Potomac Supervisor, Maureen Caddigan, who proposed the legislation, is willing to approve it even without the MOA. She hopes it will gain support of enough supervisors to pass next week.

At the July 12 Board of County Supervisors meeting, Caddigan withdrew the motion to vote on the $1 million for class size reduction after supervisors disagreed on whether the grant should be accompanied by a the signing of the MOA.

Supervisors Jeanine Lawson (Brentsville-R), Peter Candland (Gainesville-R) and Ruth Anderson (Coles-R) said the supervisors should require the school board put the agreement in writing. With Chairman Corey Stewart (R) and Woodbridge Supervisor Frank Principi (R) absent, it would have likely been a tie vote.

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Candland, Lawson and Anderson attempt to “blackmail” school board



The Prince William County Board of Supervisors is threatening to cancel a promised $1 million grant to help reduce class sizes in county schools if the school board won’t comply with their request to sign a formal agreement about how the money will be spent.

The school board signed such an agreement last year, but has so far declined to renew it, based in part on advice from their attorney that Virginia law does not permit county officials to dictate how school boards spend local tax dollars.

Still, the school board pledged in their recently approved budget to spend an extra $2 million to continue class-size reduction efforts they began last year. The money includes the promised $1 million grant from the county board as well as the required $1 million in school-division matching funds.

School Board Chairman Ryan Sawyers said Tuesday the school division is already spending the money to hire teachers for the coming school year.

Also, at the supervisors’ request, Prince William Superintendent Steven Walts sent a letter to the supervisors Tuesday reiterating the school board’s commitment to fulfill the terms of the grant.

“The school division, in the spirit of trust and cooperation, funded its $1 million on a recurring basis,” Walts wrote in a letter dated June 16. “Not only are the funds budgeted, but the school division has affirmed its commitment to the program by assuming the risk of authorizing the contracts necessary for applicable staffing to sustain the program in 2017.”

But apparently the “spirit of trust and cooperation” is not flowing both ways.
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PWC School Board reduces teacher day by 30 minutes



The Prince William County School Board voted five to three Wednesday to reduce the length of the teacher workday from 7.5 hours to 7 hours.

The change will revert school work hours to the length they were prior to 2012; the measure goes into effect for the 2016-17 school year.

Potomac School board member Justin Wilk supported the action, along with Chairman Ryan Sawyers, Lillie Jessie (Occoquan), Willie Deutsch (Coles) and Diane Raulston (Neabsco.)

Gil Trenum (Brentsville), Alyson Satterwhite (Gainesville) and Loree Williams (Woodbridge) voted against the measure, saying they would rather support other changes to allow teachers more flexibility and autonomy in their use of planning time.

Wilk posed the the issue months ago, claiming teachers felt the initial 2012 vote was a punitive move against them.

Members were united on the need to boost teacher morale.

“I think, amazingly, we’re all on the same page,” Sawyers said.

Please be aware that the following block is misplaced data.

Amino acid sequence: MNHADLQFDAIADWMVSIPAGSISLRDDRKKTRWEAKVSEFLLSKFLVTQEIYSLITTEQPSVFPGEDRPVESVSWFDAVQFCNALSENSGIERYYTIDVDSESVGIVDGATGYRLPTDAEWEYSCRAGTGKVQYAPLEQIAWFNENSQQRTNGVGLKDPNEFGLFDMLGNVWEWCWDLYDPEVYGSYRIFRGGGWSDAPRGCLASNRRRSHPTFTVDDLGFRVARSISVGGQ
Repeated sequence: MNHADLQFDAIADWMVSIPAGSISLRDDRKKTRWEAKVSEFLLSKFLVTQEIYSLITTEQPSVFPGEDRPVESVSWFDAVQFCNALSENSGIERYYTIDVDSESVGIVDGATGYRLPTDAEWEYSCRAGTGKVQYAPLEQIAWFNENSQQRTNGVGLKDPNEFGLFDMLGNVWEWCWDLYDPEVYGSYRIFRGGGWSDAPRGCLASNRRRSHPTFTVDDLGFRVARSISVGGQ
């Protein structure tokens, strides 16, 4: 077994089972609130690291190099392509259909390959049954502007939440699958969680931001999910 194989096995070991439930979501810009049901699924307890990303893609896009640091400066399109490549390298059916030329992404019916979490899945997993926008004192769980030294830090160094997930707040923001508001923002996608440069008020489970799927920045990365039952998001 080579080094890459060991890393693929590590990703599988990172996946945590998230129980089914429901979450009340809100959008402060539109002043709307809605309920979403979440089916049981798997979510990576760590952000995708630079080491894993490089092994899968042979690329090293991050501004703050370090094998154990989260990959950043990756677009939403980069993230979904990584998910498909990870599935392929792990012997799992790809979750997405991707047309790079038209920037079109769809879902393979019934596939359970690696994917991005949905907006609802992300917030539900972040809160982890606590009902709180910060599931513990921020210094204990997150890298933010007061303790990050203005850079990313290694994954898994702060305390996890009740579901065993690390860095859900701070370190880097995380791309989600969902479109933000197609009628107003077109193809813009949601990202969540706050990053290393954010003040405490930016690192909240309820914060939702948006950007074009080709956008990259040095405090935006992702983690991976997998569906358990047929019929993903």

Before the vote, Dr. Jennifer Cassata, Director of Accountability, presented the finding of a survey PWCS gave to teachers to help the administration better understand their feelings about the additional 30 minutes.

Good for the School Board.  Finally.   Yes, the addition of the half hour 4 years ago was a slap in the face.  It simply said no real raise but give us more time and like it.

No teacher walks in when the bell rings and walks out at dismissal.  There are always mandatory meetings, conferences or some other non-teaching duties that must be attended to.  This move by the School Board was symbolic but important to morale.

Here’s a novel idea–why not shorten the day AND allow more flexibility?  How about adding a couple personal days to those 3 days teachers already get?  How about making them unrestricted personal days for a full week?  There’s a start at saying the School Board  knows they are screwing their employees.  It’s sort of an “I’m sorry.”

Until the Board of County Supervisors stops playing on the cheap and supports education, this is just how things will be.  Classrooms will be over-crowded and teachers will be stressed.  The BOCS is too busy playing politics to notice.

The last laugh will be when no one goes into the field because of the crappy conditions.   Meanwhile, good for the SB for getting rid of the dreaded extended school day.

School Board Meeting Briefs: The forked tongue?

What’s going on at school board meetings in PWC?  I am hearing just horrible stories coming out of those meetings–stories of teachers being threatened, students in certain districts being threatened as far as funding goes,

Tell me it isn’t so!!  I decided I would go look for myself.  I tried to find the video of last night’s meeting.  Talk about a wild goose chase.  Finding the video of a meeting is difficult and definitely not intuitive.

I finally was directed to the little TV icon on the main website, www.pwcs.edu.  Finally.  When I got to the site, guess what!  The board meeting had not been posted.

Come on school board site.  You have more resources than the non-school part of the county and their board meetings are up and running several hours after the meeting is over.  You can do better.

If what I hear is true, that board meeting archive will probably disappear anyway.  However, before that, I would like to watch the May 4, 2016 meeting  for myself.